My son has been lucky so far that he has had amazing coaches and I have been lucky to sit with amazing parents in the stands that encourage every player on the field and not just their own.
Don't give up on team sports just shop around for an environment that is right for your children.

Anonymous said...

Similar experience when we moved to NC. I signed my 10 yr old daughter up for cheerleading. The peewee football team she was cheering for had full uniforms, their coaches had full uniforms, they ran onto the field through a balloon tunnel...it goes on and on. A little much for us. We didn't sign up the next year.

Nicole Dobbins said...

eesh. We've been thinking about signing up our 4 year old for soccer this fall to make some friends, since we just moved here and don't know anyone--but I don't want THOSE kinds of friends. I can only hope it's not as insane for preschoolers.

Mia said...

It is very political and cut-throat on the travel softball tournament road as well. Somehow they have managed to lose idea of fun with it all. But, if the kids wants a scholarship to a decent college (which she does) we have to play the parent game and grind our teeth on the sideline.

Robin Fisher said...

HA! I loved the post! I am looking for a sports team with a focus on fun and sportsmanship. In Texas, parents actually have to attend a 3 hour parent class on parent sportsmanship. ANYWHO, one parent actually said to me, "Oh, but this will help them get scholarships." SCHOLARSHIPS?!!? Yeah, I am just hoping he learns his times tables this summer.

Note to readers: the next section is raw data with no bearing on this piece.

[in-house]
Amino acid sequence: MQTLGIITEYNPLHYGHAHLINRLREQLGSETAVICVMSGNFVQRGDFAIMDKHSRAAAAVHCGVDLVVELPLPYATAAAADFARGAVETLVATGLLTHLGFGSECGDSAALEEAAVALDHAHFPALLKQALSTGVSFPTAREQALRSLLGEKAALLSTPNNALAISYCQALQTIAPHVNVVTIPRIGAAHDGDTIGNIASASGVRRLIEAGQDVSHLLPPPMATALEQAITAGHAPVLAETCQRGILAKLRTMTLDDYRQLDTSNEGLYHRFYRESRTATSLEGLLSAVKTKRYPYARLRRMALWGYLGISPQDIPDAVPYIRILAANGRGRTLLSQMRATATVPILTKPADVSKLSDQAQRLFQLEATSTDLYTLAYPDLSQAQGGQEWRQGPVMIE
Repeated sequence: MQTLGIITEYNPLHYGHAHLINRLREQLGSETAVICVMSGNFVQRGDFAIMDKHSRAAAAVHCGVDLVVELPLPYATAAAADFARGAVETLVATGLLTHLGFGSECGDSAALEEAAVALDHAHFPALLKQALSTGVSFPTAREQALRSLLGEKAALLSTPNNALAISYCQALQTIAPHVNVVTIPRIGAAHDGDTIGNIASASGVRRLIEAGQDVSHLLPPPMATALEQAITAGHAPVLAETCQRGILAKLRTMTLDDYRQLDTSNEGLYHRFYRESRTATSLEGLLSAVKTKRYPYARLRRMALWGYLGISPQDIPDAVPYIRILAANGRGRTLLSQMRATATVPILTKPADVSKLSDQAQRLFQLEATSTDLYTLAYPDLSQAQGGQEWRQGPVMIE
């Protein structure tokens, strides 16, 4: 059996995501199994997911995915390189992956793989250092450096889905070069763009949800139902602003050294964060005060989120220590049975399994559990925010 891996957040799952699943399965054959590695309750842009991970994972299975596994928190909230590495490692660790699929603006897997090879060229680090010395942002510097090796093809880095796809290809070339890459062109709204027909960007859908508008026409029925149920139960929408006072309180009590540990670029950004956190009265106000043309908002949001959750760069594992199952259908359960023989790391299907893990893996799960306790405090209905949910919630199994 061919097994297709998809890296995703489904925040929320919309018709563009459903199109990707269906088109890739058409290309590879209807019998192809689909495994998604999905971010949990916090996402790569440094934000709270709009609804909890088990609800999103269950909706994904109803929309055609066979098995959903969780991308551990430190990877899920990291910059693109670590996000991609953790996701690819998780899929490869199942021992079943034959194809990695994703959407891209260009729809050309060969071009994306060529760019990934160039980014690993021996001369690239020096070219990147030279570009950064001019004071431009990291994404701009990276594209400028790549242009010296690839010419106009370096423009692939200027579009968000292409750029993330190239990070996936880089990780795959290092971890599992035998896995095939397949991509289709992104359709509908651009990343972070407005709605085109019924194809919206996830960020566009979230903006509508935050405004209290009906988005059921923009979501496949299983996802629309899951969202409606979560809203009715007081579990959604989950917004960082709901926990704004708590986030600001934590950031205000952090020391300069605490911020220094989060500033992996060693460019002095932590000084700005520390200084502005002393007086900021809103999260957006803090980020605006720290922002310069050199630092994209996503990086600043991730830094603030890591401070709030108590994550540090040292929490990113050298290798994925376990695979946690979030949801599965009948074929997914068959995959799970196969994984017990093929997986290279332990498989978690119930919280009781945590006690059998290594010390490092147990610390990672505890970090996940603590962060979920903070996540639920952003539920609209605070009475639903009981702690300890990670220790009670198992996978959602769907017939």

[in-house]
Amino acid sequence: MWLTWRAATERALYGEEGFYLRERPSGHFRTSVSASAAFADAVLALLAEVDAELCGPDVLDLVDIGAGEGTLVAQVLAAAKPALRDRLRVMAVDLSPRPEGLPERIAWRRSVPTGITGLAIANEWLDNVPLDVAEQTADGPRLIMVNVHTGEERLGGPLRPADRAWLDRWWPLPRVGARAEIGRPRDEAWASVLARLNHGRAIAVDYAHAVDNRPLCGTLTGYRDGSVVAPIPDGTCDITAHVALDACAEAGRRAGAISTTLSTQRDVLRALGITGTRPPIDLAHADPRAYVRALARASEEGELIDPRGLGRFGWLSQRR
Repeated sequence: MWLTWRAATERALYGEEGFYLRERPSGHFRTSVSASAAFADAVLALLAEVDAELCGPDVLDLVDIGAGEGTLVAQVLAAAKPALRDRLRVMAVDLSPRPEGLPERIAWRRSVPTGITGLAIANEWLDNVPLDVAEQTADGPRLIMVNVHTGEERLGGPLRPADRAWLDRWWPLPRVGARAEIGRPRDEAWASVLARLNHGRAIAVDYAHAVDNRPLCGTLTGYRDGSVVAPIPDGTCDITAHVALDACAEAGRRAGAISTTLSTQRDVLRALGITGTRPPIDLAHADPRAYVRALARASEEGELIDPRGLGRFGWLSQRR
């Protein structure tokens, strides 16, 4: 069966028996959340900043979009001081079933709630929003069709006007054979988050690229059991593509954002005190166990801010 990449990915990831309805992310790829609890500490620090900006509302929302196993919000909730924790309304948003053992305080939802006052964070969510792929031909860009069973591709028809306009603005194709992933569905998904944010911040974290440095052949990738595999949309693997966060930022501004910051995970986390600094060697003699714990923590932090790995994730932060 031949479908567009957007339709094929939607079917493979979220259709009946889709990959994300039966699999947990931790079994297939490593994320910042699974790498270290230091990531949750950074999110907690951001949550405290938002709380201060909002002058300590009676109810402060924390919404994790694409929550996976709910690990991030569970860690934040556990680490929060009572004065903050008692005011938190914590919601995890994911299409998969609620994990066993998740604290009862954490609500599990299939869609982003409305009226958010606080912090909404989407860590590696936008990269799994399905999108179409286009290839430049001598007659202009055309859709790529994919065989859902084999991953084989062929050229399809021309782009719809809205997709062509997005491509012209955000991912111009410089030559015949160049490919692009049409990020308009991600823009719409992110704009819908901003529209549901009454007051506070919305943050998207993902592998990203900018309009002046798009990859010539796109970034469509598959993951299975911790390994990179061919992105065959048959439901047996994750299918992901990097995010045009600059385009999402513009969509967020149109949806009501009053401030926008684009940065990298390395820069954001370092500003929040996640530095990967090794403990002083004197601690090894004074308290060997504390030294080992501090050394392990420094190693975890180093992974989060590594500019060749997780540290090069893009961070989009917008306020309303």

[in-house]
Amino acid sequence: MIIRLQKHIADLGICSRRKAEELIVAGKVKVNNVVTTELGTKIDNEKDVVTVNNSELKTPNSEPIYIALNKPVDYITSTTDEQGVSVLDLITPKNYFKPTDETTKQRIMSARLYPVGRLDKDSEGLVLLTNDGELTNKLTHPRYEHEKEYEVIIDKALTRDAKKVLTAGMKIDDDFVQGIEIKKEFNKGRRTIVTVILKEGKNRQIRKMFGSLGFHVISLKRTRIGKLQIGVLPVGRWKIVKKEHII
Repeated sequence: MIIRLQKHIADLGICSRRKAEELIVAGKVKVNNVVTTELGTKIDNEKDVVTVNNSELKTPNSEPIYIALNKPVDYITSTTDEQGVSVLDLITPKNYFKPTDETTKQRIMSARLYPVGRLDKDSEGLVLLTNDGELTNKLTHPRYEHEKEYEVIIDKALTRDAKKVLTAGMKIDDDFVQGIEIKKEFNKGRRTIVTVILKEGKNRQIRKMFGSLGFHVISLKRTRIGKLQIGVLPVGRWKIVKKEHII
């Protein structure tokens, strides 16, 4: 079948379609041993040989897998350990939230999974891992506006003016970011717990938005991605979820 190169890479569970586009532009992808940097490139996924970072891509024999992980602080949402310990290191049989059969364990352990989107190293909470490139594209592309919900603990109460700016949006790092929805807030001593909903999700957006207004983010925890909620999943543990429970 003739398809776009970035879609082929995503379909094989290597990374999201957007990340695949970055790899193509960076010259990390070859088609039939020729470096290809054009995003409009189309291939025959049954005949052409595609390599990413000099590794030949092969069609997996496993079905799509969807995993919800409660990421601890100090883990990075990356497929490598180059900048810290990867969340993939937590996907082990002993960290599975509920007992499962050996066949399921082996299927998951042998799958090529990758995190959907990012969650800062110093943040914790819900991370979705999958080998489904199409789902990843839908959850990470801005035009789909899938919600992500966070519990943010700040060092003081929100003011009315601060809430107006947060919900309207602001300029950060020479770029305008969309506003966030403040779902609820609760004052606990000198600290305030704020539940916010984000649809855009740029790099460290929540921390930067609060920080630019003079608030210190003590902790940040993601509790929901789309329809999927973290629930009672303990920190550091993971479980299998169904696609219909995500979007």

Anonymous said...

I've had recruiters trying to get me to sign my 8 year old daughter up for their premiere soccer leagues for about 2 years now. As much as I would like her to learn, I'm not going to do it until she is much older. For one, the registration fee is, on average, $1000. This does not include uniforms, tournaments, etc. For two, I know a lot of these parents, I even have some friends who are these parents and they would drive me crazy. They all act like their kids are playing for MLS. I'm sorry, but I also know kids who were great at soccer and didn't make high school teams because they couldn't do sprints fast enough. And thats where college recruiters look, is high schools. Seems silly to me to spend all that money and have your child fall short over something as tedious as sprints. I've seen parents practically run other parents off the teams because they didn't think certain kids were good enough. It may be great for kids, but parents ruin it time after time.

chubs said...

This is how it is in the rec leagues in Utah (Utah County). My 7yr old son did football last year, and everything you mentioned was the same for us. The huge coolers, shade tents, customized t shirts. We also had one parent loudly play hard rock music constantly at every game, to "pump up the boys." And all the little sisters of the players would wear matching cheerleader uniforms. And all the other moms of the players on my son's team would watch EVERY practice. And don't even get me started on the three hour daily practices and games . . . Ridiculous. No more football for him! Or us!